Moisture sensitivity level
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Moisture sensitivity level (MSL) relates to the packaging and handling precautions for some semiconductors. The MSL is an electronic standard for the time period in which a moisture sensitive device can be exposed to ambient room conditions (30 °C/85%RH at Level 1; 30 °C/60%RH at all other levels).
Increasingly, semiconductors have been manufactured in smaller sizes. Components such as thin fine-pitch devices and ball grid arrays could be damaged during SMT reflow when moisture trapped inside the component expands.
The expansion of trapped moisture can result in internal separation (delamination) of the plastic from the die or lead-frame, wire bond damage, die damage, and internal cracks. Most of this damage is not visible on the component surface. In extreme cases, cracks will extend to the component surface. In the most severe cases, the component will bulge and pop. This is known as the "popcorn" effect. This occurs when part temperature rises rapidly to a high maximum during the soldering (assembly) process. This does not occur when part temperature rises slowly and to a low maximum during a baking (preheating) process.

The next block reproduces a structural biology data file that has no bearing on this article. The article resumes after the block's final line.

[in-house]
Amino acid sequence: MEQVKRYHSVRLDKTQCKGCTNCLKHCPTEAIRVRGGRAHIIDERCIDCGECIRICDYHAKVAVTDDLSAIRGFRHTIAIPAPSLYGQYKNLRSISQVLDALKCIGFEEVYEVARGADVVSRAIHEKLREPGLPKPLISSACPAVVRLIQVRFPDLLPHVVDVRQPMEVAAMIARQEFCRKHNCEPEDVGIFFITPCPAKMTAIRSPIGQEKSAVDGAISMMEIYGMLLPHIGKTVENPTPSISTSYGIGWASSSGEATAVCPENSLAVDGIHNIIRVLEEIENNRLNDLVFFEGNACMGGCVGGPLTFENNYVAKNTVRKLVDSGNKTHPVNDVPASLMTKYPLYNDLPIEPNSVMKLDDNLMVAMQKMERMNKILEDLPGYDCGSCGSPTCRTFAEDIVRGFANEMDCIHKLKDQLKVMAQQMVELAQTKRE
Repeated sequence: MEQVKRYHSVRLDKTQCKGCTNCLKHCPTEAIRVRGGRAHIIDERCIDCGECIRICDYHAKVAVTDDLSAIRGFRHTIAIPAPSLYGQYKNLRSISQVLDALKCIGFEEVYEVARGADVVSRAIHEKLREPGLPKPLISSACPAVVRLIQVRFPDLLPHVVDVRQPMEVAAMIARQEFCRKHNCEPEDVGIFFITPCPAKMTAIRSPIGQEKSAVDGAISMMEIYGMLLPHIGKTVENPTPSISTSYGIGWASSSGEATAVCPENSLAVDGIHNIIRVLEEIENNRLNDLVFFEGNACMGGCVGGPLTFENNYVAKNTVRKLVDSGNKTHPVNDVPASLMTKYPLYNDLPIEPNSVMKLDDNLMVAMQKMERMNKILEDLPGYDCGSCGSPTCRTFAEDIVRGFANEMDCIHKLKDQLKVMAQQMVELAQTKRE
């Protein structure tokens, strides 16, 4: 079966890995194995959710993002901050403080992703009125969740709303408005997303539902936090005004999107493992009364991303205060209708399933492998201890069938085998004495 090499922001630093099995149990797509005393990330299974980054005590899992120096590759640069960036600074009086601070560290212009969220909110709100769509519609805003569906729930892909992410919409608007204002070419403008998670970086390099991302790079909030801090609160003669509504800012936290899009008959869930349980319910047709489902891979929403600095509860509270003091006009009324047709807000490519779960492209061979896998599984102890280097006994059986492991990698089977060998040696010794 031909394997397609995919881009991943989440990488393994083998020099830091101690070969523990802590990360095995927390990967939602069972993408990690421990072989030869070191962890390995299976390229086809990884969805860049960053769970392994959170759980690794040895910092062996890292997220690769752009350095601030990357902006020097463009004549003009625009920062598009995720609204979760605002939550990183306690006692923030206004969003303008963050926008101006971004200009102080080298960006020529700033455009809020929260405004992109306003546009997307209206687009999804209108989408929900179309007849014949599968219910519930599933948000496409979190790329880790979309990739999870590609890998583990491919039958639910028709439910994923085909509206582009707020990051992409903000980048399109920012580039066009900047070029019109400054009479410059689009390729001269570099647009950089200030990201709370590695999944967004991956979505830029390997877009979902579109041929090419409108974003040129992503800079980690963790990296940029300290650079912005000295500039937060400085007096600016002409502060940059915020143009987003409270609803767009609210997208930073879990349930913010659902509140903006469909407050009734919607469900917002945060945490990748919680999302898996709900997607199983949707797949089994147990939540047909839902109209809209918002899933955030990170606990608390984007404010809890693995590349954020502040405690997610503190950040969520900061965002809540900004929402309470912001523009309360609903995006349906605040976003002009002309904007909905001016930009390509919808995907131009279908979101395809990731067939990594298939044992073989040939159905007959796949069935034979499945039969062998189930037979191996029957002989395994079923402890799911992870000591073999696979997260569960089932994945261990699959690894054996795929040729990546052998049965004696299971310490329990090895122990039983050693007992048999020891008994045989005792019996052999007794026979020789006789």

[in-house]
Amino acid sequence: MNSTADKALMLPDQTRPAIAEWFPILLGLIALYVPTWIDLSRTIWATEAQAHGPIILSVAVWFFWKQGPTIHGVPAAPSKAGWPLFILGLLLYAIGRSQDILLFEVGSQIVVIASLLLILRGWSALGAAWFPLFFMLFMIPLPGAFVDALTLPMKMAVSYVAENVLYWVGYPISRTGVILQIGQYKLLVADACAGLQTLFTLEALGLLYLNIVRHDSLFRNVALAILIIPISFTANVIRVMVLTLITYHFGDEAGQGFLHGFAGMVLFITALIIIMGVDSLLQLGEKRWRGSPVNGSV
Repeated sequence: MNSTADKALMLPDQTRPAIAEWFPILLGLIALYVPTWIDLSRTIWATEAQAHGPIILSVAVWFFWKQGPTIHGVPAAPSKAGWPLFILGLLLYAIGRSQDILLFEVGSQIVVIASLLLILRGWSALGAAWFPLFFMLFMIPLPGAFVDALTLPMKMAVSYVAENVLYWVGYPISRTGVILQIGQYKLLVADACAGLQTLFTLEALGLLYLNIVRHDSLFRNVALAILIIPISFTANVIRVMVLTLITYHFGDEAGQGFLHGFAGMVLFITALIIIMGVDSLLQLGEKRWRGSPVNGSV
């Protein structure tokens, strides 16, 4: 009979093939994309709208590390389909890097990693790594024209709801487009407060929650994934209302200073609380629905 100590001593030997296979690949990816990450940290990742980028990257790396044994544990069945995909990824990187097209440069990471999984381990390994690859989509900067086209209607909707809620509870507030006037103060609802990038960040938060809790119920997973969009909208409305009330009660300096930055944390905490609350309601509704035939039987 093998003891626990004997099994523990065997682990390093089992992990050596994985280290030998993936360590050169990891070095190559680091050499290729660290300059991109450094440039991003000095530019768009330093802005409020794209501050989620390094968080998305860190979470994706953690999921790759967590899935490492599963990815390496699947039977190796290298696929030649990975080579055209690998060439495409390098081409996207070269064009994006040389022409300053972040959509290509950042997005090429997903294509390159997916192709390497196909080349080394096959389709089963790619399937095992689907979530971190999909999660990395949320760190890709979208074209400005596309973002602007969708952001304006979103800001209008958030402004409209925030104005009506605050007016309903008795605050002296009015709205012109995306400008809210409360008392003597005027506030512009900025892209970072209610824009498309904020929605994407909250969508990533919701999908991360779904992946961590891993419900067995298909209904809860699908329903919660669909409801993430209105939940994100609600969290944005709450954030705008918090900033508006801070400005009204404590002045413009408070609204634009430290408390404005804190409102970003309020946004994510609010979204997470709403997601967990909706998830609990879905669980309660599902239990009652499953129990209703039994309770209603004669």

Moisture sensitivity levels are specified in technical standard IPC/JEDEC Moisture/reflow Sensitivity Classification for Nonhermetic Surface-Mount Devices. The times indicate how long components can be outside of dry storage before they have to be baked to remove any absorbed moisture.
- MSL 6 – Mandatory bake before use
- MSL 5A – 24 hours
- MSL 5 – 48 hours
- MSL 4 – 72 hours
- MSL 3 – 168 hours
- MSL 2A – 4 weeks
- MSL 2 – 1 year
- MSL 1 – Unlimited floor life
MSL-specified parts must be baked before assembly if their exposure has exceeded the rating. Once assembled, moisture sensitivity is generally no longer a factor.
- "Moisture/reflow Sensitivity Classification for Nonhermetic Solid State Surface-mount Devices". JEDEC. Retrieved 11 August 2022.